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Ben Nadel
On User Experience (UX) Design, JavaScript, ColdFusion, Node.js, Life, and Love.

Returning Search Filters Along With Search Results In Lucee CFML 5.3.7.47

By Ben Nadel on
Tags: ColdFusion

At InVision, I'm building an experimental search page for a customer that has an abnormally large amount of data. And, as I've been working on this feature, I started using a technique that I've come to really like: returning the search filters (ie, the input parameters) alongside the search results in the response payload for the client-side AJAX request. I'm finding this to be especially helpful when I have a higher chance of overlapping AJAX responses. As such, I thought I would share a quick example in Lucee CFML 5.3.7.47.

The concept is really straightforward. Instead of returning just the top-level "data", I'm returning a structure that contains both the "data" and the "inputs". So, instead of returning a search results value like this:

{
	"results": [ ... ]
}

I would return something like this:

{
	"filters": { ... },
	"results": [ ... ]
}

Where the "filters" contain the input parameters that were used to derive the "results" collection.

A simple ColdFusion component for search might look something like this:

component
	output = false
	hint = "I provide service methods for search."
	{

	/**
	* I initialize the search service to search against the given collection of contacts.
	* 
	* @allContacts I am the base set of contacts to search.
	*/
	public void function init( required array allContacts ) {

		variables.allContacts = arguments.allContacts;

	}

	// ---
	// PUBLIC METHODS.
	// ---

	/**
	* I search for the contacts that match the given filters.
	* 
	* @searchKeywords I filter on the name.
	* @searchRoleID I filter on the roleID. 
	*/
	public struct function search(
		required string searchKeywords,
		required numeric searchRoleID
		) {

		var filteredContacts = findContacts( argumentCollection = arguments );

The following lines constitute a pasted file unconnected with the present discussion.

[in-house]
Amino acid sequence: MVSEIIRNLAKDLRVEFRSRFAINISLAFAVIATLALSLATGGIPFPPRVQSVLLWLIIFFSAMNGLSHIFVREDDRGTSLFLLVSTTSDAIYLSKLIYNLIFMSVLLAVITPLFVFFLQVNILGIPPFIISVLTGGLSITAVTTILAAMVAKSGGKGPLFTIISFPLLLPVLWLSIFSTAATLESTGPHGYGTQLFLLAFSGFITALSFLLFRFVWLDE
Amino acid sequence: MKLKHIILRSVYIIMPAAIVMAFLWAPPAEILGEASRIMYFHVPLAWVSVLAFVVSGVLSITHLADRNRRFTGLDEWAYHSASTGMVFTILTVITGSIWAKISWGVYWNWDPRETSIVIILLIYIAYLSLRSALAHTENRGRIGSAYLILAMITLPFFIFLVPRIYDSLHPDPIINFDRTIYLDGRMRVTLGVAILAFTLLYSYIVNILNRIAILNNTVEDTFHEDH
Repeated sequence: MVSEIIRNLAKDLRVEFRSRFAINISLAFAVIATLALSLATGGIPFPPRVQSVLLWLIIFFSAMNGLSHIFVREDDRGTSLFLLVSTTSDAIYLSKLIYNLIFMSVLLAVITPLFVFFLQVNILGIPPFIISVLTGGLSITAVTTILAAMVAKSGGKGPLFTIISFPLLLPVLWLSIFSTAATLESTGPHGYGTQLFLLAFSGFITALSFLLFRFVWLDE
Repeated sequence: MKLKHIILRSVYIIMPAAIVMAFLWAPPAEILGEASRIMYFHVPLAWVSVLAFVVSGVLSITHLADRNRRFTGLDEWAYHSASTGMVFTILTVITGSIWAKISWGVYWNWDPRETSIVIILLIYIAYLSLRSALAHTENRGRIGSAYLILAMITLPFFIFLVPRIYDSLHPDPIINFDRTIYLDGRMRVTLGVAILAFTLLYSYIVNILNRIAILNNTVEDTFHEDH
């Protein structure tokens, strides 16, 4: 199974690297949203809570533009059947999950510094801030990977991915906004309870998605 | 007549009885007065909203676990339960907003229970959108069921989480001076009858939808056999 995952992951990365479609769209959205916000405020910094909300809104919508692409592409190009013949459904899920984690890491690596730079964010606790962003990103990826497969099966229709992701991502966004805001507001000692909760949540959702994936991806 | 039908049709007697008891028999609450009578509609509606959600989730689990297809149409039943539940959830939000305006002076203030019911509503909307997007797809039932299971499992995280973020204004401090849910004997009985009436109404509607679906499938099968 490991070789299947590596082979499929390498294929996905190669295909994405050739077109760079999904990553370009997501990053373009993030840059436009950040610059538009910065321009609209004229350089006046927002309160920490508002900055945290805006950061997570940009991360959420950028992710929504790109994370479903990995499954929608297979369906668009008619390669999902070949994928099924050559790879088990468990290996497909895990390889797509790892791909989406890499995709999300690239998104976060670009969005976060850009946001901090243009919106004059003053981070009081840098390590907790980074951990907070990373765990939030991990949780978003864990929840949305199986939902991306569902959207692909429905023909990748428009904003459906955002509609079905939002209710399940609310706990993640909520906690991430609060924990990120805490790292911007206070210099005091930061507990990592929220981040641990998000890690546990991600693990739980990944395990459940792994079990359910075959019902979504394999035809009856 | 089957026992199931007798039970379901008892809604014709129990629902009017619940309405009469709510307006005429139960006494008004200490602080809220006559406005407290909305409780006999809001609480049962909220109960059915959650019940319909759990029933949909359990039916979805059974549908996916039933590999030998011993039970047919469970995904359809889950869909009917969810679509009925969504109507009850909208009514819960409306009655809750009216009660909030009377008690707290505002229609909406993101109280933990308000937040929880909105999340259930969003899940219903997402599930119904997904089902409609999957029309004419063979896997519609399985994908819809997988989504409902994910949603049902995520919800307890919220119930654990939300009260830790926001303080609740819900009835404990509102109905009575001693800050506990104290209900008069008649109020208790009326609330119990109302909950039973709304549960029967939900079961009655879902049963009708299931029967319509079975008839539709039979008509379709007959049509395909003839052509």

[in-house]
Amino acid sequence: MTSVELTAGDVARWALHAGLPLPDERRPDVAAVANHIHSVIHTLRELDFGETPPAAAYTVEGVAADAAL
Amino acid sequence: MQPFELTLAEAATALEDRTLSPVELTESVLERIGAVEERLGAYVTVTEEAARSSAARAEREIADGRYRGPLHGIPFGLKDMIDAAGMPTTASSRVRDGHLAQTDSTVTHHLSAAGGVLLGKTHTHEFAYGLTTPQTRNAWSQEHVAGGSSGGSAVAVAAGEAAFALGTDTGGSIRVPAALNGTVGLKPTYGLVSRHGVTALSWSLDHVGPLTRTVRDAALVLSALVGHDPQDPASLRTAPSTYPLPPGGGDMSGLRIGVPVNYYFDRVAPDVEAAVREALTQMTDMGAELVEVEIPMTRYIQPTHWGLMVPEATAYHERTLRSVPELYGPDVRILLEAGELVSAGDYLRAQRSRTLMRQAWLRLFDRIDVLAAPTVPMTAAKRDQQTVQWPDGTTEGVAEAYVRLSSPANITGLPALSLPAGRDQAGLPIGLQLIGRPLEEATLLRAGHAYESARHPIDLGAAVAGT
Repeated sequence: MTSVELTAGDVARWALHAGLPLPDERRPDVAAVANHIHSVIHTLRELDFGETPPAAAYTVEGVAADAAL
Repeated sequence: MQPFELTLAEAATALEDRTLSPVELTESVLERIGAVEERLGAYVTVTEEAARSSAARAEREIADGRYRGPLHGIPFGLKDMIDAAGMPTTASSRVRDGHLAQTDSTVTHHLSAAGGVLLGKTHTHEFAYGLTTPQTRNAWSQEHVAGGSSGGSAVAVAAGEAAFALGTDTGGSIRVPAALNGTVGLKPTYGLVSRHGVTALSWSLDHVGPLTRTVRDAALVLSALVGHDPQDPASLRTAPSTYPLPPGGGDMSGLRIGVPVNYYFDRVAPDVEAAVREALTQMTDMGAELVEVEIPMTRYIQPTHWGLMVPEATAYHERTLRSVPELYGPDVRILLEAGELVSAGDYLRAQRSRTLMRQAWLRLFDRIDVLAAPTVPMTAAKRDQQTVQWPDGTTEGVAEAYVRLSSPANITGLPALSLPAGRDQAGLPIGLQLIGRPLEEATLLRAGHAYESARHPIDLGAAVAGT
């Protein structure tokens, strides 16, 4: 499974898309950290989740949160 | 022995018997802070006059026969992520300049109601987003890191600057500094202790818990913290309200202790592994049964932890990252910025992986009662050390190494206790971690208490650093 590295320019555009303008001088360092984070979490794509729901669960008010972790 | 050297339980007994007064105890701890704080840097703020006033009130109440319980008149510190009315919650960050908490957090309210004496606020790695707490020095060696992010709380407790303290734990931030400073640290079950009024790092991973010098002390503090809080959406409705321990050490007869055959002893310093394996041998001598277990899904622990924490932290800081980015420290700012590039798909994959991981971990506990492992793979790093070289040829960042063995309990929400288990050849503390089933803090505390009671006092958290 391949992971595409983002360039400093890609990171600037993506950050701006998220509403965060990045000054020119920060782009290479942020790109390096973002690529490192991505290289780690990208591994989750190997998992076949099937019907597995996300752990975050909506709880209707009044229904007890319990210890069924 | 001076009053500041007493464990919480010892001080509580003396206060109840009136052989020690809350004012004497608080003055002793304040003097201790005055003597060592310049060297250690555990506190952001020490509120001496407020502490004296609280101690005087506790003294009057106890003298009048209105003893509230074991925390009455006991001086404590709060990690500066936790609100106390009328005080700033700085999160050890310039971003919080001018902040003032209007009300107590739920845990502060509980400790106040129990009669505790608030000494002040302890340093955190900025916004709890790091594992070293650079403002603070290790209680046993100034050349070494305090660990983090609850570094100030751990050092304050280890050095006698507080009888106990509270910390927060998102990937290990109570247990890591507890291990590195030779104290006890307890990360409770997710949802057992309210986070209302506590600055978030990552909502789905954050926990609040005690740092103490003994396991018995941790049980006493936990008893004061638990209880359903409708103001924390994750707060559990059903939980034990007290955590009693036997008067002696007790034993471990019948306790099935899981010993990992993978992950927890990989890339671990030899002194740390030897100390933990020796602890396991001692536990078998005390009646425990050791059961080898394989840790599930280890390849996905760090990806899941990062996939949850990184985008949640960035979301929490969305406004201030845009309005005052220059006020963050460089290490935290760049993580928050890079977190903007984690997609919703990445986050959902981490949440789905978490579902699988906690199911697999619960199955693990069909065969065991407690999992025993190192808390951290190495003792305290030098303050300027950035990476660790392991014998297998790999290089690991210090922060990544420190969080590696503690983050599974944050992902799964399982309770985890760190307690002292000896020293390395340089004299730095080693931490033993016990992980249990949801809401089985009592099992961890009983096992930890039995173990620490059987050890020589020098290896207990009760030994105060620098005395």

// When we return the search results, we also want to return the input filters
		// so that the client-side code might have an easier time consuming the response
		// (and associating the response with the corresponding request in the case of
		// overlapping AJAX requests).
		return({
			filters: {
				searchKeywords: searchKeywords,
				searchRoleID: searchRoleID
			},
			results: filteredContacts.map(
				( contact ) => {

					return({
						id: contact.id,
						name: contact.name,
						roleID: contact.roleID,
						createdAt: contact.createdAt.getTime()
					});

				}
			)
		});

	}

	// ---
	// PRIVATE METHODS.
	// ---

	/**
	* I return the contacts that match the given filters.
	* 
	* @searchKeywords I filter on the name.
	* @searchRoleID I filter on the roleID. 
	*/
	private array function findContacts(
		required string searchKeywords,
		required numeric searchRoleID
		) {

		// If all the filters are empty, we can bypass the filtering operation and just
		// return the core set of contacts.
		if ( ! searchKeywords.len() && ! searchRoleID ) {

			return( allContacts );

		}

		var contacts = allContacts.filter(
			( contact ) => {

				if ( searchKeywords.len() && ! contact.name.findNoCase( searchKeywords ) ) {

					return( false );

				}

				if ( searchRoleID && ( contact.roleID != searchRoleID ) ) {

					return( false );

				}